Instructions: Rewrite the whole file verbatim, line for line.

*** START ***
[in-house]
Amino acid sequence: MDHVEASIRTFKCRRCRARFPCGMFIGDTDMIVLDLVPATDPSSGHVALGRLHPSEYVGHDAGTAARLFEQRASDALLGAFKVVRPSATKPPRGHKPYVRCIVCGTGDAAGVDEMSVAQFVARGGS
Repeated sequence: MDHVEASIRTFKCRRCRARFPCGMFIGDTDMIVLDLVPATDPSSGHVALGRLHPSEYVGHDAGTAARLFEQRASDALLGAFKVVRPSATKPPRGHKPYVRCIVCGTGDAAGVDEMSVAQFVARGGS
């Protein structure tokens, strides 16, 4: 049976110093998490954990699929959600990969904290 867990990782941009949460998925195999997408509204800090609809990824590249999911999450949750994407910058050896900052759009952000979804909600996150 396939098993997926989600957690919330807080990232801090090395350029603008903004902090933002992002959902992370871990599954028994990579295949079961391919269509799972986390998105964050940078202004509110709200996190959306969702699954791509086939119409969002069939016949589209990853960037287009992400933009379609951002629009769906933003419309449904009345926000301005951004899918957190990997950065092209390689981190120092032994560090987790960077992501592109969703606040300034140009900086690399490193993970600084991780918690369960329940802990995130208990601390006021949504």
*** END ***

[in-house]
Amino acid sequence: MDHVEASIRTFKCRRCRARFPCGMFIGDTDMIVLDLVPATDPSSGHVALGRLHPSEYVGHDAGTAARLFEQRASDALLGAFKVVRPSATKPPRGHKPYVRCIVCGTGDAAGVDEMSVAQFVARGGS
Repeated sequence: MDHVEASIRTFKCRRCRARFPCGMFIGDTDMIVLDLVPATDPSSGHVALGRLHPSEYVGHDAGTAARLFEQRASDALLGAFKVVRPSATKPPRGHKPYVRCIVCGTGDAAGVDEMSVAQFVARGGS
């Protein structure tokens, strides 16, 4: 049976110093998490954990699929959600990969904290 867990990782941009949460998925195999997408509204800090609809990824590249999911999450949750994407910058050896900052759009952000979804909600996150 396939098993997926989600957690919330807080990232801090090395350029603008903004902090933002992002959902992370871990599954028994990579295949079961391919269509799972986390998105964050940078202004509110709200996190959306969702699954791509086939119409969002069939016949589209990853960037287009992400933009379609951002629009769906933003419309449904009345926000301005951004899918957190990997950065092209390689981190120092032994560090987790960077992501592109969703606040300034140009900086690399490193993970600084991780918690369960329940802990995130208990601390006021949504």